300 Sand Pine Blvd. Venice, FL 34292

Tips For Recovery

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  • Tips For Recovery

After you have suffered damage to your home or office, making sure everyone is safe is priority one. Clean out small wounds and bandage to prevent infection. If anyone has more serious injuries like severe burns or other health concerns, get assistance from a medical professional immediately. If you have pets, make sure they are unharmed or if needed contact a veterinarian.

After the disaster, your first instinct most often is to go back in your home or office and grab items that you might be able to salvage. Our recommendation is to avoid entering the property until it has been thoroughly inspected and while a firefighter or another official may have deemed it “Okay to Enter”, it does not mean it is safe.

Depending on the severity of the damage to your home, finding somewhere safe for you and your family to stay temporarily may be necessary. Even if the damage does not seem severe, it still could be unsafe to stay in your home. Small fires, for example, can have a significant amount of smoke damage that is not healthy for you or your loved ones to breathe. Family or friends are often first choice people call or we can assist in finding a place for you and your family to stay temporarily.

Your insurance policy will require you to take reasonable steps to minimize further damage to your property. Policies typically will state it is “your duty to mitigate damages.” This includes items like covering a section of your damaged roof with a tarp until repairs can be done or building a temporary wall to contain damage to an area. While you are responsible for such requirements, your insurance

company will pay for these costs if you have file a claim. Our professional team will evaluate your property and ensure that it is properly secured, day 1. Here are some of the steps we take to mitigate further damage include:

  • Roof Protection – To prevent further damage from rain or debris, tarping your roof may be necessary.
  • Board up – To avoid vandalism, we will board up all necessary window and doors. We will also place caution tape around the perimeter of your property to keep people away.
  • Structure Stabilization – We will assess the structural integrity of the property, shore up any load bearing support that may have been affected and eliminate potential safety hazards. Once the property is cleared, homeowners should be safe to enter and gather necessary items. For your safety, you should wear adequate Personal Protection Equipment (PPE) while on-site.

First, notify your family you are safe then you may want to contact the following groups after the loss.

  •  Fire Department – You will want to ask for a copy of the fire report for your records and your insurance company may request a copy of the report. It may take the fire department a few days to finalize.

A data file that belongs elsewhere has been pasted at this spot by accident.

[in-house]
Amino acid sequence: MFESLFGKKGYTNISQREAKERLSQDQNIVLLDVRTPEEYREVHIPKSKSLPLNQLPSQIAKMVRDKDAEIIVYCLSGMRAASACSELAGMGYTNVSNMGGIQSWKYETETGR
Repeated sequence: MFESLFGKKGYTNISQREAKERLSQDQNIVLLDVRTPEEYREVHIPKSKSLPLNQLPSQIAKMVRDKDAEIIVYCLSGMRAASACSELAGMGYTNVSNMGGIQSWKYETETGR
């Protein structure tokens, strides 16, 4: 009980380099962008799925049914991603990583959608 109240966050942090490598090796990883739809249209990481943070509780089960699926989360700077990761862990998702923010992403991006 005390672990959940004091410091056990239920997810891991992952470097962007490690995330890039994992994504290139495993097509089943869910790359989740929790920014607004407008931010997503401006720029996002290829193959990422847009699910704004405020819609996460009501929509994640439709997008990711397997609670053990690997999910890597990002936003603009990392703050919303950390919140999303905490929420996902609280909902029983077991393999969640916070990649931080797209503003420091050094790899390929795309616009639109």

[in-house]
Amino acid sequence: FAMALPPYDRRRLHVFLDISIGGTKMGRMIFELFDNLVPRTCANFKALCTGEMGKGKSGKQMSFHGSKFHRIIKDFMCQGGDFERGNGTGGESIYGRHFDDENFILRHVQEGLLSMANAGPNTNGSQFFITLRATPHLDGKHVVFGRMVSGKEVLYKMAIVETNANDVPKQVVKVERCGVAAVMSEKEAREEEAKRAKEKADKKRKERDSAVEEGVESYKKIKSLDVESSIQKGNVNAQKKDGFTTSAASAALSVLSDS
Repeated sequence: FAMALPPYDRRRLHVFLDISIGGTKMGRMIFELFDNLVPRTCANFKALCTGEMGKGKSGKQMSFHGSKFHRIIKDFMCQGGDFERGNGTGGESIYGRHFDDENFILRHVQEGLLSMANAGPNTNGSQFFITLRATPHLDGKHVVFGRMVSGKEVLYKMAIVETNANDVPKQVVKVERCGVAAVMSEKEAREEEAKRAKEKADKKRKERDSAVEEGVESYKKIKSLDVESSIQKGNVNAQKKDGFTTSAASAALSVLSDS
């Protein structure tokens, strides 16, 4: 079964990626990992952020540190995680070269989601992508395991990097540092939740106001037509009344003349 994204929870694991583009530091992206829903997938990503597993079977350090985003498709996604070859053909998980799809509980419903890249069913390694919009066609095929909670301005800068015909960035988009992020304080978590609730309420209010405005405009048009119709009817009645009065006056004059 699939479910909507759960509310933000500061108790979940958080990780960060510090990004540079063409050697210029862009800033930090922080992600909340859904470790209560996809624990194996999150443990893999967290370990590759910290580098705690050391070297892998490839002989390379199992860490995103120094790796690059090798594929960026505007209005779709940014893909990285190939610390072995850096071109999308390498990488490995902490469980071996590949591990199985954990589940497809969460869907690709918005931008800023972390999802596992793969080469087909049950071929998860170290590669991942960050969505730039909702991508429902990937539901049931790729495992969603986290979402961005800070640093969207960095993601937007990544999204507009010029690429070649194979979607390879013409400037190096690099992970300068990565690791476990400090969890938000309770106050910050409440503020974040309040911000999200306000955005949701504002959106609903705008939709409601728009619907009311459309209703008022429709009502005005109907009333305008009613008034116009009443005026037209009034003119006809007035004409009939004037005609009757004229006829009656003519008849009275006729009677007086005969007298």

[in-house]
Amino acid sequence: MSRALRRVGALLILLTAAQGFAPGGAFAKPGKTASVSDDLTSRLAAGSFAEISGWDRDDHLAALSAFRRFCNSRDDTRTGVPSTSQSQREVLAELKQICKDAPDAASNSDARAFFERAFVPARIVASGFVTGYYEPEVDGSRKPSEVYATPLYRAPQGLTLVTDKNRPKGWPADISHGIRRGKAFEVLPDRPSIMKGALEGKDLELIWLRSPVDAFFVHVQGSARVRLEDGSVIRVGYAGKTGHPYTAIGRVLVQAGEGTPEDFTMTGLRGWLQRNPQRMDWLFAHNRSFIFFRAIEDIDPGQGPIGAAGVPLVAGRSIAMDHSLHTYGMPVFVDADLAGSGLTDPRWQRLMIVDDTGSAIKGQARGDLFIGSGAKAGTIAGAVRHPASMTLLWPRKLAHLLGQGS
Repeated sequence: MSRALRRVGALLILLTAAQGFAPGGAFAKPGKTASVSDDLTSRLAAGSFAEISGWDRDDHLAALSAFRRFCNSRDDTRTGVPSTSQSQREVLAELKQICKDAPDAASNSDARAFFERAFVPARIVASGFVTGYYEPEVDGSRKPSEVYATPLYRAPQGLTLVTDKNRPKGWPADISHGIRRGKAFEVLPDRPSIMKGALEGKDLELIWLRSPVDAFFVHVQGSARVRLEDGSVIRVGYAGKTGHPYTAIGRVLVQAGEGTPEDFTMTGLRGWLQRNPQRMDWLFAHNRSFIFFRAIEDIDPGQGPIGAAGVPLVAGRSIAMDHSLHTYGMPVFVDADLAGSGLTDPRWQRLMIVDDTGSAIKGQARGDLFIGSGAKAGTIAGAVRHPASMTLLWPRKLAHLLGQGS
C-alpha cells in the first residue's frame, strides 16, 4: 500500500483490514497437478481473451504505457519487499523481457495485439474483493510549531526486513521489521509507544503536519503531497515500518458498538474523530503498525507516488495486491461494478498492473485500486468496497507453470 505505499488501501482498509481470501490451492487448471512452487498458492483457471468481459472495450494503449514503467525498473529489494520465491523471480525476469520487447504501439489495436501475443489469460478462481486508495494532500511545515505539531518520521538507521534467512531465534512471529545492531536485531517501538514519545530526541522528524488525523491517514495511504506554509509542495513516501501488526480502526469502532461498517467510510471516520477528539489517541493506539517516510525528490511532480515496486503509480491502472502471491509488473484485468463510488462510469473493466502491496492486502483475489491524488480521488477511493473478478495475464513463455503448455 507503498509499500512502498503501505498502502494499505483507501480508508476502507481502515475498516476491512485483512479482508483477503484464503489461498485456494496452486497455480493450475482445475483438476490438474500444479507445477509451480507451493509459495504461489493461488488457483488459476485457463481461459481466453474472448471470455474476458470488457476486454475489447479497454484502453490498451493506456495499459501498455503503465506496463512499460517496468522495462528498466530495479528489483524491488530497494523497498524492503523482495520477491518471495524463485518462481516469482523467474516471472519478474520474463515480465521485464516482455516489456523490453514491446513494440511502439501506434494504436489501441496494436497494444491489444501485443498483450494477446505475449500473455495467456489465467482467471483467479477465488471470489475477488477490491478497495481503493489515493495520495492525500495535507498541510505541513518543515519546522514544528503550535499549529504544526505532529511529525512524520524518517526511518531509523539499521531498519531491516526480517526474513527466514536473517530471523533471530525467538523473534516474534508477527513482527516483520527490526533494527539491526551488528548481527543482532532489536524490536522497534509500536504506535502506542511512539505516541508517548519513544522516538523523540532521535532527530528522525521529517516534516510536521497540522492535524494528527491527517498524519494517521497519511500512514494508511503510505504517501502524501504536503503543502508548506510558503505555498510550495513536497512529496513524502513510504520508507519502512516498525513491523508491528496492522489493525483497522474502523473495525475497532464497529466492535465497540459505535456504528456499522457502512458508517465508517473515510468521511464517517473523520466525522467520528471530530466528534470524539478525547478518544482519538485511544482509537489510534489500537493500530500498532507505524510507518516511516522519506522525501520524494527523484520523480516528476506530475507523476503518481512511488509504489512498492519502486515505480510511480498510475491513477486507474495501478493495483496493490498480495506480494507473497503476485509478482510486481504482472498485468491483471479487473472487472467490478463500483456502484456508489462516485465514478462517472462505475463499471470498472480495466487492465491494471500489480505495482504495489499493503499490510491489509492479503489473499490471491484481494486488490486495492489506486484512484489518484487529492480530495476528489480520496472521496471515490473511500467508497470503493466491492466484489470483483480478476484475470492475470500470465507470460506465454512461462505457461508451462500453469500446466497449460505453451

•  Insurance Company – You will want to notify your insurance company of your claim and you may want to ask for a copy of your policy as your copy may have been lost.
  •  Police Department – Authorities should already have documented the fire but if your home will be vacant, you will want to notify your local police department to help prevent vandalism or theft.
  •  Property Manager/HOA – If you experienced a large fire, chances are your HOA/property manager may already be aware but your association may have rules stating you need to notify them of the incident.
  • Doctor/Primary Care – If you have prescription medication(s) you are required to take, notify your doctor of the incident and see if he/she can provide you with refills immediately.
  • Work/School – If the damage occurred at home, your workplace/school should be notified as you may need time to handle issues related to the loss.
  • Other Organizations – Many organizations are willing to provide aid when needed. You may be affiliated with groups that are willing to help, like your church or another religious organization. Some other suggestions to contact – Red Cross, Salvation Army, or other community support groups.

It is important that you file your insurance claim as soon as you can. Neglect to filing a claim in a timely manner can have adverse effects. Contact your insurance agent, they will be able to help you with this process.  You may also want to ask your agent to review your homeowners’ policy with you to explain coverage. It is important to know the type of policy you have and coverage limits of each component.

Your insurance carrier will ask you to fill out a “proof of loss claim,” in which you itemize your losses and list the value. Depending on the extent of your loss, it may be difficult to remember everything that may have been lost or damaged. A good way to start this process is to divide your list by location/room. Photographs or other visual references may help jog your memory. Be as accurate as you can, list brand name/manufacturer details, place and date of purchase if possible.